Family Dynamics - What is Wealth? - The Private Bank - Wells Fargo

Key takeaways:

  • With federal interest rates at historical lows, the current environment may make it attractive for those considering IRS rate-linked strategies as a part of a wealth transfer plan. 
  • The effectiveness of these techniques may be substantially altered as interest rates increase.

What this may mean for you:

  • If you are considering transferring your assets, carefully evaluate the use of rate-linked strategies to help enhance the transition of your family’s wealth. 

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As a result of the coronavirus pandemic, we are experiencing unprecedented times related to the economy and low interest rates.  Changes in interest rates can have an impact on certain wealth transfer strategies due to correlations between the interest rates prescribed by the IRS for these strategies and the overall interest rate environment.   If you expect to have exposure to Federal estate taxes and are looking to transfer wealth to family members, a low-interest rate environment can offer significant planning opportunities.  This update outlines three estate planning strategies to help take advantage of low interest rates and increased estate exemptions.   

How do interest rates affect estate planning techniques?

Each month the IRS publishes an applicable federal rate (AFR) that can be used for personal intra-family loans, as well as certain related discount rates that may be used for present value computations that apply to a variety of estate planning strategies.  Both the AFRs and the discount rates can impact the related calculations and the effectiveness of the strategies.  Three wealth transfer techniques, grantor retained annuity trusts (GRATs), charitable lead trusts (CLTs), and loan-based solutions, can be more effective when rates are low. 

In a low interest rate environment, investors have a low hurdle rate to overcome in order to transfer surplus wealth to their beneficiaries. For example, under a GRAT, the IRS prescribes a specified interest rate, under Section 7520, to calculate the current value of a future gift.  If markets are favorable and you achieve a total return greater than the hurdle rate over the term of the trust, the value transferred to the beneficiaries could be greater than the amount initially transferred and reported as a gift. Additionally, the low AFRs may allow you to act as a lender and charge a lower interest rate to your beneficiaries to transfer wealth at a more efficient rate. A rise in Federal interest rates will increase the linked IRS hurdle and intra-family lending rates, making GRATs, CLTs, and inter-family loans less advantageous.

Three wealth transfer strategies to help take advantage of low rate environment:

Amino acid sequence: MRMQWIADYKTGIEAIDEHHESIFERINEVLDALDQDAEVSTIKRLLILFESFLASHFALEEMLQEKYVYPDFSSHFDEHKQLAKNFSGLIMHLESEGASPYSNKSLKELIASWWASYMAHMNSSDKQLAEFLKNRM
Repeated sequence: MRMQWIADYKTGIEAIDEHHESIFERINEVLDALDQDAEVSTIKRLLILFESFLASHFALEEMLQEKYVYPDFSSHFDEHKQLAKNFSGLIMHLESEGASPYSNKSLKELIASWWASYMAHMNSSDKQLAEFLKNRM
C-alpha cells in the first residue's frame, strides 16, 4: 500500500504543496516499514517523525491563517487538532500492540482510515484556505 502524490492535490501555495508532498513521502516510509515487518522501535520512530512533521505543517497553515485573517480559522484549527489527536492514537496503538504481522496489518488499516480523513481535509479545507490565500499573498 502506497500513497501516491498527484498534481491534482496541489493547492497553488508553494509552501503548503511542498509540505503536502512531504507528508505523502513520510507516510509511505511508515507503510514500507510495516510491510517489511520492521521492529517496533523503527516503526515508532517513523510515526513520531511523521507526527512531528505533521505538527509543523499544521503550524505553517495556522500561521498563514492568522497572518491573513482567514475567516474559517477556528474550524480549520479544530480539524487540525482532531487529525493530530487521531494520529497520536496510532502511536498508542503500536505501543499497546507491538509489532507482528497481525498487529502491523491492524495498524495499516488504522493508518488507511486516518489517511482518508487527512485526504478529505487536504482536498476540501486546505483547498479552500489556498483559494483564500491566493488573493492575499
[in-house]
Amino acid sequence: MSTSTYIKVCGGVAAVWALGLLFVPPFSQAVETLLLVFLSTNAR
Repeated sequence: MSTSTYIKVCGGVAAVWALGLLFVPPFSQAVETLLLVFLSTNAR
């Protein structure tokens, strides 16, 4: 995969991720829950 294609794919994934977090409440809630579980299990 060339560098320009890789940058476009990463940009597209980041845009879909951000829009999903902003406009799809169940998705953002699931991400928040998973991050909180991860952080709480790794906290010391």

A GRAT is a wealth transfer technique commonly used to transfer assets to a designated beneficiary. This strategy is typically considered successful when the assets appreciate at a rate that exceeds the discount rate over the term of the GRAT. To structure the transaction, a grantor transfers assets to a trust in exchange for the right to receive payments, on at least an annual basis, for a certain term. At the end of the term, any remaining assets in the GRAT pass to the beneficiaries (or are held in trust for their benefit). If the grantor survives the term, the trust principal is excluded from the grantor's estate for federal estate tax purposes and the only transfer tax "cost" of the initial funding is considered a gift for tax purposes. In times of low rates, the GRAT can be an attractive technique since there is a lower “hurdle” to clear for the GRAT to be successful. However, if a GRAT is funded with equities, market volatility can also be a key variable that impacts the ability to transfer wealth under this strategy.  If the contributed assets decline in value, stay flat, or don’t grow much, there is nothing left to transfer.    Another point to keep in mind is that if the grantor passes during the annuity period, the full value of trust assets is included in the grantor’s estate and will be subject to estate tax. 

2. CLT

A CLT is an irrevocable trust that pays a charitable beneficiary an annuity or unitrust amount for a prescribed period of time. Similar to a GRAT, a CLT is linked to the interest rate the IRS set in the month it was funded. Depending on how it was structured, a CLT may provide an income, gift, or estate tax deduction.  In a CLT transaction, a donor transfers property during life (inter vivos) or upon death (testamentary) to the trust, creating an income interest in the property that is tied to the Section 7520 rate the IRS set in favor of a charitable organization for a period of years or for the life or lives of an individual ( or individuals). Low interest rates are favorable for CLTs because they (a) set a lower “hurdle” that trust investments need to clear and (b) reduce the gift and estate tax cost of making substantial long-term gifts to family members.  Keep in mind that the charitable payment must be made each year, regardless of whether the trust has generated sufficient income to fully fund the payment.  Since a CLT is irrevocable, trust terms cannot be altered after assets have been transferred into the CLT.